Arms History, Family Crest & Coats of Arms
- Origins Available:
Early Origins of the Arms family
The surname Arms was first found in Surrey where they held a family seat as Lords of the Manor. The Saxon influence of English history diminished after the Battle of Hastings in 1066. The language of the courts was French for the next three centuries and the Norman ambience prevailed. But Saxon surnames survived and the family name was first referenced in the year 1150 when Walter Harm held the estates.
Early History of the Arms family
This web page shows only a small excerpt of our Arms research. Another 83 words (6 lines of text) covering the years 1235, 1327, 1797, 1455, 1487, 1704, 1759 and 1704 are included under the topic Early Arms History in all our PDF Extended History products and printed products wherever possible.
Arms Spelling Variations
Spelling variations in names were a common occurrence before English spelling was standardized a few hundred years ago. In the Middle Ages, even the literate spelled their names differently as the English language incorporated elements of French, Latin, and other European languages. Many variations of the name Arms have been found, including Harm, Harme, Harmes, Harms, Armes, Arms, Arme and many more.
Early Notables of the Arms family (pre 1700)
Distinguished members of the family include Eugene Aram (1704-1759), born in 1704, probably in September, at Ramsgill, Netherdale, Yorkshire. "His father was gardener to Sir Edward Blackett, of Newby; and after receiving the...
Another 33 words (2 lines of text) are included under the topic Early Arms Notables in all our PDF Extended History products and printed products wherever possible.
Arms migration to the United States +
Families began migrating abroad in enormous numbers because of the political and religious discontent in England. Often faced with persecution and starvation in England, the possibilities of the New World attracted many English people. Although the ocean trips took many lives, those who did get to North America were instrumental in building the necessary groundwork for what would become for new powerful nations. Some of the first immigrants to cross the Atlantic and come to North America bore the name Arms, or a variant listed above:
Arms Settlers in United States in the 17th Century
- Henry Arms, who landed in Maryland in 1646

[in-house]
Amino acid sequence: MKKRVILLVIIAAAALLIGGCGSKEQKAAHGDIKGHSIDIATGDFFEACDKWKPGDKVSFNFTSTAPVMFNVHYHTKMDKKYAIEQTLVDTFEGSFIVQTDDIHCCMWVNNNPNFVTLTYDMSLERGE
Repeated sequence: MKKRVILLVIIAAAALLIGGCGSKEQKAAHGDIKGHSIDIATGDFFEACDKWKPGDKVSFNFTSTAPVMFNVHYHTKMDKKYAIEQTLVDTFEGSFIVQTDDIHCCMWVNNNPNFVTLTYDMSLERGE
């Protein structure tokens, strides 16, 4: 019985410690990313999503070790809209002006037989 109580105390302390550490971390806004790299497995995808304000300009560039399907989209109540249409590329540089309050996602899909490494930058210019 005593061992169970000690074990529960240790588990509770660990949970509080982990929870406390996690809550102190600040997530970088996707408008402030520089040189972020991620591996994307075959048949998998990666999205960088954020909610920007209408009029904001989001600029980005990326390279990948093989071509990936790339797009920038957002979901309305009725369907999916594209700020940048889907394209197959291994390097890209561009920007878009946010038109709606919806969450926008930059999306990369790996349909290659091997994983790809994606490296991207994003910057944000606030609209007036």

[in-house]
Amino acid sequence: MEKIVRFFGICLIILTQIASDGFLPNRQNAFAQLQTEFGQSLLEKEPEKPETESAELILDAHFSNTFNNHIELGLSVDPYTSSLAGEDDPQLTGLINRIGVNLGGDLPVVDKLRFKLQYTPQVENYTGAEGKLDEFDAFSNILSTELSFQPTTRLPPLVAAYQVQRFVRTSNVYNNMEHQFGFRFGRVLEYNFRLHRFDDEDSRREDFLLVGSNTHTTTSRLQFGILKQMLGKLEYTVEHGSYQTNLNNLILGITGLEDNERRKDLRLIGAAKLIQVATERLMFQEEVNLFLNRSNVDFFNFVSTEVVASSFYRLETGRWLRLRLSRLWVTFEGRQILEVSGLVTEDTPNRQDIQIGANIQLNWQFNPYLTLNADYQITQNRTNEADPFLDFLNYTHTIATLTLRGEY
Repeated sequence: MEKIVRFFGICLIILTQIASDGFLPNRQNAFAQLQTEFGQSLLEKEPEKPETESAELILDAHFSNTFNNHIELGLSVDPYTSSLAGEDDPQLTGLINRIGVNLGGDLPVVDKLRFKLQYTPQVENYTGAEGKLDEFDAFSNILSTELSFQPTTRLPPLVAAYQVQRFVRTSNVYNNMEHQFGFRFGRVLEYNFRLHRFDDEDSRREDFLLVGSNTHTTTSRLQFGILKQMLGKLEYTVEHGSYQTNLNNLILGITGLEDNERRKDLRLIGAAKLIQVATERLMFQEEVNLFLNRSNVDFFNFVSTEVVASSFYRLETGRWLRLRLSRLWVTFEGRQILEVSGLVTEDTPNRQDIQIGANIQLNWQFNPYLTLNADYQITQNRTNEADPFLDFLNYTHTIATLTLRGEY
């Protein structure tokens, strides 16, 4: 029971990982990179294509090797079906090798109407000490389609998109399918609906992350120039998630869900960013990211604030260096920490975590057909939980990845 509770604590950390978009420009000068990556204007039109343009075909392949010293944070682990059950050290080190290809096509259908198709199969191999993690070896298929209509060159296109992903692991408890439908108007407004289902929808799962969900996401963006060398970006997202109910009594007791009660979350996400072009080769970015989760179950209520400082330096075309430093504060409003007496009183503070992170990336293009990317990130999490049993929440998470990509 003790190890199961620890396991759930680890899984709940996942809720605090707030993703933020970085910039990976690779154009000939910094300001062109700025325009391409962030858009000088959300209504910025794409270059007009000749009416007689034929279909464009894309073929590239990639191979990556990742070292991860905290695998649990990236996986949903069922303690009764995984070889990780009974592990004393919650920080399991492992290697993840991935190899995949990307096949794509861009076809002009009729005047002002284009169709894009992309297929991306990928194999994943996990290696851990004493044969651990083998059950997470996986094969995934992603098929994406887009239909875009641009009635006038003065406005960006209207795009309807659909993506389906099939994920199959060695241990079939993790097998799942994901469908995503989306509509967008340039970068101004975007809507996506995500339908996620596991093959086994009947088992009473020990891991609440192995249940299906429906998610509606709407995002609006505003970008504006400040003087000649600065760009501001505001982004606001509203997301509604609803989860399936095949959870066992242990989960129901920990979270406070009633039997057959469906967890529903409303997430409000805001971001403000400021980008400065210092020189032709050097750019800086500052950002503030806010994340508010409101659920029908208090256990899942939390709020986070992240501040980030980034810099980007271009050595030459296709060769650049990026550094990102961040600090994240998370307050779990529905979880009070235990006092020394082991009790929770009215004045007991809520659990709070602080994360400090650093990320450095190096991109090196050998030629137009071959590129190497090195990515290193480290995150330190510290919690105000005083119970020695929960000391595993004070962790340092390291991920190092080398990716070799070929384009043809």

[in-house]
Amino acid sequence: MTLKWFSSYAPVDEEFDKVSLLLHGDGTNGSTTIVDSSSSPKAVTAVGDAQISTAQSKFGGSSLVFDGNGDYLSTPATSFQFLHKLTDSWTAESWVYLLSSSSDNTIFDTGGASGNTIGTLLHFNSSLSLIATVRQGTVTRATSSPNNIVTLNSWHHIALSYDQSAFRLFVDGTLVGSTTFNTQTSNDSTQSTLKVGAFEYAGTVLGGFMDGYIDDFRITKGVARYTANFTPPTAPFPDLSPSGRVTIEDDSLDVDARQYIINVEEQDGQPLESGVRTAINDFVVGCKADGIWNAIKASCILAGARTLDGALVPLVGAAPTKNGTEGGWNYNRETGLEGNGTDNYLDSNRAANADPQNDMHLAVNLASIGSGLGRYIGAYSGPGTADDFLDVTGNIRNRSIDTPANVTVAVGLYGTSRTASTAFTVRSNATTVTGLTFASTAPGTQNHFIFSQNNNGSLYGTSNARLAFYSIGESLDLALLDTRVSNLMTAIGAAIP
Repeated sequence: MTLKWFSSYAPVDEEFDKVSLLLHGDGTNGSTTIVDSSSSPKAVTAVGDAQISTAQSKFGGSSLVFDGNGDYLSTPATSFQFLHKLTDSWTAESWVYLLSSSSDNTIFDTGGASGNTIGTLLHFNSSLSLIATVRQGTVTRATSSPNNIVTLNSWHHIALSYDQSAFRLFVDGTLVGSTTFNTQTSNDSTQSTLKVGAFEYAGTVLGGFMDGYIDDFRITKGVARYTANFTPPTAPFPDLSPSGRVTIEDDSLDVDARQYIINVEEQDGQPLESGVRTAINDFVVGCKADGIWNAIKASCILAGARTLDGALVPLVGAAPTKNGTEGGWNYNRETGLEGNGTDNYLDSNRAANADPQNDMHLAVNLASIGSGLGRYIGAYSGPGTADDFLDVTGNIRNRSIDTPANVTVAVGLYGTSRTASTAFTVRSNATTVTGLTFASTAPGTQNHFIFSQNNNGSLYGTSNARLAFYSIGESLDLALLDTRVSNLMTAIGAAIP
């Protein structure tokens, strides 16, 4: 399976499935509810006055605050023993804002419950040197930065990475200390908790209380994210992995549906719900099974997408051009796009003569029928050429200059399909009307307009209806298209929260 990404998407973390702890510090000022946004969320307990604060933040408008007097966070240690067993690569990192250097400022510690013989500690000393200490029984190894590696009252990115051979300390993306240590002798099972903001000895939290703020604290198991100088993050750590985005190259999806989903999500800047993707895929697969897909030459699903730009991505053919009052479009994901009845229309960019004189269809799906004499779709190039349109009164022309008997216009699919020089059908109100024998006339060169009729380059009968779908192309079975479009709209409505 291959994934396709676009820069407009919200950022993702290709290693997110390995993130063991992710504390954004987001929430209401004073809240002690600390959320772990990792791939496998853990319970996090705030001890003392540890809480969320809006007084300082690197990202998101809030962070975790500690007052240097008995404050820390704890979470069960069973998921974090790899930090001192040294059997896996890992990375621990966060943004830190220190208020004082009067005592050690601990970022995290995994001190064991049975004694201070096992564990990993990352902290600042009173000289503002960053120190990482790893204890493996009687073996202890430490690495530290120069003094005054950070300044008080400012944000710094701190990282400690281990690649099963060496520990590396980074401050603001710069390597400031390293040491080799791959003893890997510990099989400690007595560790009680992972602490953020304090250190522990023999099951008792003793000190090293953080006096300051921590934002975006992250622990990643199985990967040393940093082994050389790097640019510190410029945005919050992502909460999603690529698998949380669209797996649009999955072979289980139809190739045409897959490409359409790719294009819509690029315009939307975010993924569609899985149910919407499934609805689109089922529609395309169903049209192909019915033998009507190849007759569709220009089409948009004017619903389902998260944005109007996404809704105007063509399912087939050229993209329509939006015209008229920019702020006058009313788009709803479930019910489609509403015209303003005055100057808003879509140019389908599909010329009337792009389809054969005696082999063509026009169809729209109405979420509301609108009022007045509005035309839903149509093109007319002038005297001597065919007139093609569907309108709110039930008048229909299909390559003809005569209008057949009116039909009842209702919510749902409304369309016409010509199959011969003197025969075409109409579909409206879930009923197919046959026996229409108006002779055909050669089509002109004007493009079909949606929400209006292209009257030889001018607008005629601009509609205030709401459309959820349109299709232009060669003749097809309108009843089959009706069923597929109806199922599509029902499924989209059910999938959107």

- William Arms, who arrived in Massachusetts in 1676 
Arms migration to Australia +
Emigration to Australia
followed the First Fleets
of convicts, tradespeople and early settlers. Early immigrants include:
Arms Settlers in Australia in the 19th Century
- Mr. Edward Arms, British Convict who was convicted in Suffolk, England for 7 years, transported aboard the "Earl St Vincent" on 6th April 1820, arriving in New South Wales, Australia 
- Elizabeth Arms, who arrived in Adelaide, Australia aboard the ship "Stebonheath" in 1849 
Contemporary Notables of the name Arms (post 1700) +
- Willard B. Arms, American Republican politician, Member of Michigan State Senate, 1855-58, 1867-68 
- Martha Arms, American Republican politician, Alternate Delegate to Republican National Convention from Missouri, 1944 
- Jena Beth Arms, American Republican politician, Alternate Delegate to Republican National Convention from Tennessee, 1972 
- Clifford S. Arms, American politician, Member of New York State Assembly from Otsego County 2nd District, 1869 
- Brigadier-General Thomas Seelye Arms (1893-1970), American Commanding General Replacement & Training Command (1945) 
Related Stories +
- ^ Filby, P. William, Meyer, Mary K., Passenger and immigration lists index : a guide to published arrival records of about 500,000 passengers who came to the United States and Canada in the seventeenth, eighteenth, and nineteenth centuries. 1982-1985 Cumulated Supplements in Four Volumes Detroit, Mich. : Gale Research Co., 1985, Print (ISBN 0-8103-1795-8)
- ^ Convict Records Voyages to Australia (Retrieved 10th September 2021). Retrieved from https://convictrecords.com.au/ships/earl-st-vincent
- ^ State Records of South Australia. (Retrieved 2010, November 5) STEBONHEATH 1849. Retrieved from http://www.slsa.sa.gov.au/BSA/1849Stebonheath.htm
- ^ The Political Graveyard: Alphabetical Name Index. (Retrieved 2016, January 18) . Retrieved from http://politicalgraveyard.com/alpha/index.html
- ^ Generals of World War II. (Retrieved 2011, October 6) Thomas Arms. Retrieved from http://generals.dk/general/Arms/Thomas_Seelye/USA.html